1,000,000,000,000:  1 Trillion dollars
1,000,000,000:  1 Billion dollars
1,000,000:  1 Million dollars
$400,000,000,000,000:  Estimated total derivative exposure of all banks in the entire world. (20 x U.S. GDP) (up to $400 Trillion?)
$118,000,000,000,000:  World Global Capital Markets (Stocks, Bonds, &?) Feb 2005 McKinsey Global Inst.
$75,000,000,000,000:  U.S. Govt. unfunded liabilities; social security, etc.
$49,000,000,000,000:  World bond market, Fall 2004 PWL Capital Inc.
$46,000,000,000,000:  Total World Paper Money supply 2004; from M2 & GDP of EU, USA, Japan, & China (see SSR #56)
$45,153,000,000,000:  U.S. Household wealth, as of first quarter, 2004. (Includes Real Estate, and investments)
$37,000,000,000,000:  Total global equity market capitalization June 2001 UN.ORG
$21,700,000,000,000:  Total global market capitalization of NYSE stocks, Dec '05
$21,000,000,000,000:  U.S. bond market, Sept, '03: IAPF
$12,605,000,000,000:  U.S. GDP, 2005 (3Q)
$10,261,000,000,000:  M3 (money in U.S. banks) Jan '06
$8,249,000,000,000:  US debt, 2-23-2006
$4,000,000,000,000:  Total global market capitalization of Tokyo stocks, Dec '05
$3,600,000,000,000:  Total global market capitalization of Nasdaq stocks, Dec '05
$3,000,000,000,000:  Total global market capitalization of London stocks, Dec '05
$2,622,000,000,000:  Total gold mined in all of history, 150,000 T (4.6 bil oz.) @ $570/oz.
$2,500,000,000,000:  Total global market capitalization of Euronext stocks, Dec '05
$2,400,000,000,000:  U.S. annual budget 2005
$1,200,000,000,000:  Total global market capitalization of Deutsche Boerse stocks, Dec '05
$754,000,000,000:  Total U.S. paper currency & coin in circulation, March 2005
$753,000,000,000:  Annual U.S. current account deficit (trade deficit) for 2005, (annualized from 1 Q 2005).
$596,000,000,000:  U.S. debt increase (true deficit) (Fiscal year '03-'04).
$400,000,000,000:  Total silver mined in all of history: 40 billion oz. @ $10/oz.
$376,000,000,000:  Market Cap of Exxon Mobil (biggest U.S. Corp.) (8-05)
$286,000,000,000:  Debt of General Motors (biggest U.S. car company) Jan 2006
$149,000,000,000:  US gold, 261 mil oz., @ $570/oz.
$110,000,000,000:  all the world's gold stocks/equities (Sept. 25, 2005, Denver Gold Conference)
$75,000,000,000:  Money flowed into Equity funds in the first quarter, 2004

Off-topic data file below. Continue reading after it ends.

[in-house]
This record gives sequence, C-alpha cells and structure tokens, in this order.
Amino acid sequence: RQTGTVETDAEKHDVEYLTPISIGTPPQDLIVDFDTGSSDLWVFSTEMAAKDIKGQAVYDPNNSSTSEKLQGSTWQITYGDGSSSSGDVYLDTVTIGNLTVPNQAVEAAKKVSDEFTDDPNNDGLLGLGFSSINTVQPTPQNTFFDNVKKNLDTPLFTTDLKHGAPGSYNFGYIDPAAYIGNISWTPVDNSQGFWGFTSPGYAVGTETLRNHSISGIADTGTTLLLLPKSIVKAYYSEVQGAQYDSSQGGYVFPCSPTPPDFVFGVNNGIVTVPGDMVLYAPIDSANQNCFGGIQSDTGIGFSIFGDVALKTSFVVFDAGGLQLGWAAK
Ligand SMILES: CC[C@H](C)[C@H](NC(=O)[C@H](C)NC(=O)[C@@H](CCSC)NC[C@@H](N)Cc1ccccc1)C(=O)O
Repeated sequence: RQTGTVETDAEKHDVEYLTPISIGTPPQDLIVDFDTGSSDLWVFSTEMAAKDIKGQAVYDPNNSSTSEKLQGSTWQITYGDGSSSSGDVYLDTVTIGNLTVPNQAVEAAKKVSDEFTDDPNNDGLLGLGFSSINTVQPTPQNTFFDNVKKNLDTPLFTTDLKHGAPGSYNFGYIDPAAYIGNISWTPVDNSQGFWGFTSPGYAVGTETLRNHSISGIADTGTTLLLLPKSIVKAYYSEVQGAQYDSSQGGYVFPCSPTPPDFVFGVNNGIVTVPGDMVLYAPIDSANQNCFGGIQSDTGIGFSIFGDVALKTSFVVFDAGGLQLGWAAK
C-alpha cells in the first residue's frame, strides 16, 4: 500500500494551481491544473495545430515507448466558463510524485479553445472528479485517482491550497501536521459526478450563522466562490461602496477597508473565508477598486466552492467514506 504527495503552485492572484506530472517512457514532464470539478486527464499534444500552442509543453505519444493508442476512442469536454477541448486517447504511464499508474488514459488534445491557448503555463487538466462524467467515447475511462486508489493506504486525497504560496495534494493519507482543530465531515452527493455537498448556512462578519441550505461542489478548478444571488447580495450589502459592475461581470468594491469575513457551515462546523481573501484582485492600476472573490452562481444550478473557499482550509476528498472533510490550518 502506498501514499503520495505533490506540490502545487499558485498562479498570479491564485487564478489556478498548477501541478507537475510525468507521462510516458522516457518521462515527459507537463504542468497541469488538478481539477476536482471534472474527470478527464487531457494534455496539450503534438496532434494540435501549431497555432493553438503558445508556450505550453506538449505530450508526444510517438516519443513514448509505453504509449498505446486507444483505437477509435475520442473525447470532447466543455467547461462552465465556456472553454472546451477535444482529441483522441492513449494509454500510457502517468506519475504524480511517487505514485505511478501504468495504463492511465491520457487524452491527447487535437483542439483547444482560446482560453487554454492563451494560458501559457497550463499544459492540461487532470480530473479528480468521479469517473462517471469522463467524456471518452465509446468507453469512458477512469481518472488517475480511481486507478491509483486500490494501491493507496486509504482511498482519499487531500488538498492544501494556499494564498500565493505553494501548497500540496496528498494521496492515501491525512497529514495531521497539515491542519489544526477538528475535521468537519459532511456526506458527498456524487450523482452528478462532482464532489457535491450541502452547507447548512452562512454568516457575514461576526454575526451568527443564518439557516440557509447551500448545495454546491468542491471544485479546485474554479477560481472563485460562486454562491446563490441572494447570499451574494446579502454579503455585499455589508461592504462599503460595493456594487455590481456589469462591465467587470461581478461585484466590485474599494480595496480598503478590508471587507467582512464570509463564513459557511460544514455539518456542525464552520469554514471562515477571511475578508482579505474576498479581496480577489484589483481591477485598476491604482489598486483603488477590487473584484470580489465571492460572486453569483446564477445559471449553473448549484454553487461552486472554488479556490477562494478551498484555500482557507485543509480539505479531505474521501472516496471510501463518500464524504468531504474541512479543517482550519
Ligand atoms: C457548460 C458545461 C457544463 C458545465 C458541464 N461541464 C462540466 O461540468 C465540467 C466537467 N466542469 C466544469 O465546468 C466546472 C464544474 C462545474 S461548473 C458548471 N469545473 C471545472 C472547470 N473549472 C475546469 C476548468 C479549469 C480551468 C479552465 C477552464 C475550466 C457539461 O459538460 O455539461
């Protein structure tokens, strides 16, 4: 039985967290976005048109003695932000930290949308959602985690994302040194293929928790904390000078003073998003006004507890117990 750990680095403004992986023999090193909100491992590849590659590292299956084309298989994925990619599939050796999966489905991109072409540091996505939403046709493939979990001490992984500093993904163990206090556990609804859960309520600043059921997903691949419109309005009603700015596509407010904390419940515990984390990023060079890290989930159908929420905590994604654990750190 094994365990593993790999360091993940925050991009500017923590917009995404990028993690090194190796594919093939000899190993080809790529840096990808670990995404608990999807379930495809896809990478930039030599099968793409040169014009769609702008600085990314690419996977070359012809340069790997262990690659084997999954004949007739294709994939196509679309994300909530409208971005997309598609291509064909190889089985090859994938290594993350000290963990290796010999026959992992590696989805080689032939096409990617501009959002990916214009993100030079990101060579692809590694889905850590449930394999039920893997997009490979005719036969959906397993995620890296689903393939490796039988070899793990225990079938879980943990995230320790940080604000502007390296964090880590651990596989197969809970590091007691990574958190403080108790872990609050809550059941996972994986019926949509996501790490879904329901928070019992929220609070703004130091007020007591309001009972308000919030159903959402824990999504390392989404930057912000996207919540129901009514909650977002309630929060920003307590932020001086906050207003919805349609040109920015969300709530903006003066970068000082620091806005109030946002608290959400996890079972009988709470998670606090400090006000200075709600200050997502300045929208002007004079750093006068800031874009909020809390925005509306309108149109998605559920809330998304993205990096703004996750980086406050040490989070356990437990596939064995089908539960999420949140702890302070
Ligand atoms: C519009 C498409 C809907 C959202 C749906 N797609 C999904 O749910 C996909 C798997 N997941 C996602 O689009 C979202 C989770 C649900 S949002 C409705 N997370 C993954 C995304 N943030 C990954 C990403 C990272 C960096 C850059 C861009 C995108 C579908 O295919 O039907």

$26,000,000,000:  Market Cap of Newmont July '05 (biggest gold company in the world)
$8,226,000,000:  all the world's "primary" silver stocks (80 of them on this list, as of June 25, 2004) --my own data.
$7,000,000,000:  annual flow of money "lost" in Las Vegas while gambling.
$4,000,000,000:  Total annual ATM penalty fees $13/year per household
$3,500,000,000:  350 mil oz. of "identifiable" silver bullion left in the entire world, according to GFMS @ $10/oz.
$1,300,000,000:  130 million oz. of silver needed by the Barclays Silver ETF: feared to cause a silver shortage by the SUA.
$720,000,000:  72 mil oz. of "registered" NYMEX silver bullion (1-05-05) @ $10/oz.
$266,000,000:  40 million oz. of silver purchased for investment, in 2004 at $6.66/oz.
$75,000,000:  Limit 7.5 mil oz. of silver @ $10/oz. (limit of 1500 contracts per trader) at NYMEX
$15,000,000:  Limit 1.5 mil oz. of silver @ $10/oz. (potential 1 month delivery limit) at NYMEX
$7,500,000:  Limit .75 mil oz. of silver @ $10/oz. (over 150 contracts and you must reveal who you are) at NYMEX
$100,000:  Limit of FDIC insurance per bank account.
$5,000:  Limit of average cash withdrawl from small town banks, without ordering cash in advance.
$300:  Limit of average ATM daily withdrawl
$10:  Approximate amount of silver available per person in the U.S. at $10/oz., given 300 million oz., if that is available.

Therefore, when you hear that billions and billions of dollars are going to be invested in gold and silver stocks, just know that's an understatement.

I believe in 1980, the total market cap of all gold stocks was $1 trillion, and the total market cap of all NYSE stocks was $1 trillion. Today, the figures are about $110 billion for gold stocks, and $21 trillion for NYSE stocks.

It's going to be a great decade for gold, and especially silver investors.


Jason Hommel

Author: Jason Hommel

Jason Hommel

Copyright © 2006 Jason Hommel